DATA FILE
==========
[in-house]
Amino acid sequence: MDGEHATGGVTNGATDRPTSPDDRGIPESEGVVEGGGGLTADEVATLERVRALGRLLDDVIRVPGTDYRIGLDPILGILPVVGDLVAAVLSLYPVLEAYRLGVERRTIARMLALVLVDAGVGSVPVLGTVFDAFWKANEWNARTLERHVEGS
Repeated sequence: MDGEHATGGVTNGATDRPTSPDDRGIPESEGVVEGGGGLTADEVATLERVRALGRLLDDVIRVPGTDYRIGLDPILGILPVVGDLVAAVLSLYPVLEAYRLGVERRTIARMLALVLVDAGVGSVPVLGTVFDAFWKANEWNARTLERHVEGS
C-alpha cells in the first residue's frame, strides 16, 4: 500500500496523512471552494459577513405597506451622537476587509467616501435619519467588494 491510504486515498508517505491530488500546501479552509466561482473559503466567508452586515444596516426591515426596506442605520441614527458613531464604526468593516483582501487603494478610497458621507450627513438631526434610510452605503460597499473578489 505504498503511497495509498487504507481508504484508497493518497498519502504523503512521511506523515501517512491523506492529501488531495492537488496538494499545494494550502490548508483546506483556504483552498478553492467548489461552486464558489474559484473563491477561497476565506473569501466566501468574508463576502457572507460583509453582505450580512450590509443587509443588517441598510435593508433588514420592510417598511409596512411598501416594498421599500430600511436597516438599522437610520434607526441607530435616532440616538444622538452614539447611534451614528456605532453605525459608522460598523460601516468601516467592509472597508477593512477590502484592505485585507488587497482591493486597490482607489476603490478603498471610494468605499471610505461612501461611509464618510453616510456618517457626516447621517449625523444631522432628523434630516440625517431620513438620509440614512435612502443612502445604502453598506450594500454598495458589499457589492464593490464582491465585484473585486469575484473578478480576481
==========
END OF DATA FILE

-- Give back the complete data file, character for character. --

[in-house]
Amino acid sequence: MDGEHATGGVTNGATDRPTSPDDRGIPESEGVVEGGGGLTADEVATLERVRALGRLLDDVIRVPGTDYRIGLDPILGILPVVGDLVAAVLSLYPVLEAYRLGVERRTIARMLALVLVDAGVGSVPVLGTVFDAFWKANEWNARTLERHVEGS
Repeated sequence: MDGEHATGGVTNGATDRPTSPDDRGIPESEGVVEGGGGLTADEVATLERVRALGRLLDDVIRVPGTDYRIGLDPILGILPVVGDLVAAVLSLYPVLEAYRLGVERRTIARMLALVLVDAGVGSVPVLGTVFDAFWKANEWNARTLERHVEGS
C-alpha cells in the first residue's frame, strides 16, 4: 500500500496523512471552494459577513405597506451622537476587509467616501435619519467588494 491510504486515498508517505491530488500546501479552509466561482473559503466567508452586515444596516426591515426596506442605520441614527458613531464604526468593516483582501487603494478610497458621507450627513438631526434610510452605503460597499473578489 505504498503511497495509498487504507481508504484508497493518497498519502504523503512521511506523515501517512491523506492529501488531495492537488496538494499545494494550502490548508483546506483556504483552498478553492467548489461552486464558489474559484473563491477561497476565506473569501466566501468574508463576502457572507460583509453582505450580512450590509443587509443588517441598510435593508433588514420592510417598511409596512411598501416594498421599500430600511436597516438599522437610520434607526441607530435616532440616538444622538452614539447611534451614528456605532453605525459608522460598523460601516468601516467592509472597508477593512477590502484592505485585507488587497482591493486597490482607489476603490478603498471610494468605499471610505461612501461611509464618510453616510456618517457626516447621517449625523444631522432628523434630516440625517431620513438620509440614512435612502443612502445604502453598506450594500454598495458589499457589492464593490464582491465585484473585486469575484473578478480576481